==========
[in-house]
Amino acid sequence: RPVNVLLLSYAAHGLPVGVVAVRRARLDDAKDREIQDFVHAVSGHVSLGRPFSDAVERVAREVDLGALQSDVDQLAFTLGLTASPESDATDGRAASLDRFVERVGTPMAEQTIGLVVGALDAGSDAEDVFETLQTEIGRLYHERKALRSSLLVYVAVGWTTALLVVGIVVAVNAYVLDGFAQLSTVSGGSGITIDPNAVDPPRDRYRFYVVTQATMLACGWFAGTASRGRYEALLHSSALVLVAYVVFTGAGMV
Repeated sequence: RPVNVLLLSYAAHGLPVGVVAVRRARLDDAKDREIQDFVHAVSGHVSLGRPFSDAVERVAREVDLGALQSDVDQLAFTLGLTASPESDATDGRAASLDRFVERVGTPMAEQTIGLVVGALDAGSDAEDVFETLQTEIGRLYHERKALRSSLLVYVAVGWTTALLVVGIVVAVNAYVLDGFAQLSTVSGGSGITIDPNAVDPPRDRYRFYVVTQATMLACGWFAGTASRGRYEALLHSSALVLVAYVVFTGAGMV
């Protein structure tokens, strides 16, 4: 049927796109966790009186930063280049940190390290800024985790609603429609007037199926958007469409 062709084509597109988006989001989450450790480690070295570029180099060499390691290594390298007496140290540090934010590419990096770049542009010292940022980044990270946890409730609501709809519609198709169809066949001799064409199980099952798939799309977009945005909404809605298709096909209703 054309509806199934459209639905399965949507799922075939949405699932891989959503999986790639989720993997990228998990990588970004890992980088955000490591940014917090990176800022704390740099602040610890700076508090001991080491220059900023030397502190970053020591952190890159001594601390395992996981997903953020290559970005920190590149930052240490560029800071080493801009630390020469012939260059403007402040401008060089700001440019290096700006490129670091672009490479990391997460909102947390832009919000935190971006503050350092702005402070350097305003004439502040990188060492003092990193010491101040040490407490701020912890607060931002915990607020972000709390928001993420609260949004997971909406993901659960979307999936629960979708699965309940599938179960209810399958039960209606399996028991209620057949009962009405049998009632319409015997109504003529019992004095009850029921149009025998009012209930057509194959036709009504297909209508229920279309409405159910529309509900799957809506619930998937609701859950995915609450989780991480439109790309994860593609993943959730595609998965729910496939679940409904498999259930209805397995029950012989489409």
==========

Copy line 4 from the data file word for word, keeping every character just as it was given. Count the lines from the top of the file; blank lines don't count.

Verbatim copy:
């Protein structure tokens, strides 16, 4: 049927796109966790009186930063280049940190390290800024985790609603429609007037199926958007469409 062709084509597109988006989001989450450790480690070295570029180099060499390691290594390298007496140290540090934010590419990096770049542009010292940022980044990270946890409730609501709809519609198709169809066949001799064409199980099952798939799309977009945005909404809605298709096909209703 054309509806199934459209639905399965949507799922075939949405699932891989959503999986790639989720993997990228998990990588970004890992980088955000490591940014917090990176800022704390740099602040610890700076508090001991080491220059900023030397502190970053020591952190890159001594601390395992996981997903953020290559970005920190590149930052240490560029800071080493801009630390020469012939260059403007402040401008060089700001440019290096700006490129670091672009490479990391997460909102947390832009919000935190971006503050350092702005402070350097305003004439502040990188060492003092990193010491101040040490407490701020912890607060931002915990607020972000709390928001993420609260949004997971909406993901659960979307999936629960979708699965309940599938179960209810399958039960209606399996028991209620057949009962009405049998009632319409015997109504003529019992004095009850029921149009025998009012209930057509194959036709009504297909209508229920279309409405159910529309509900799957809506619930998937609701859950995915609450989780991480439109790309994860593609993943959730595609998965729910496939679940409904498999259930209805397995029950012989489409």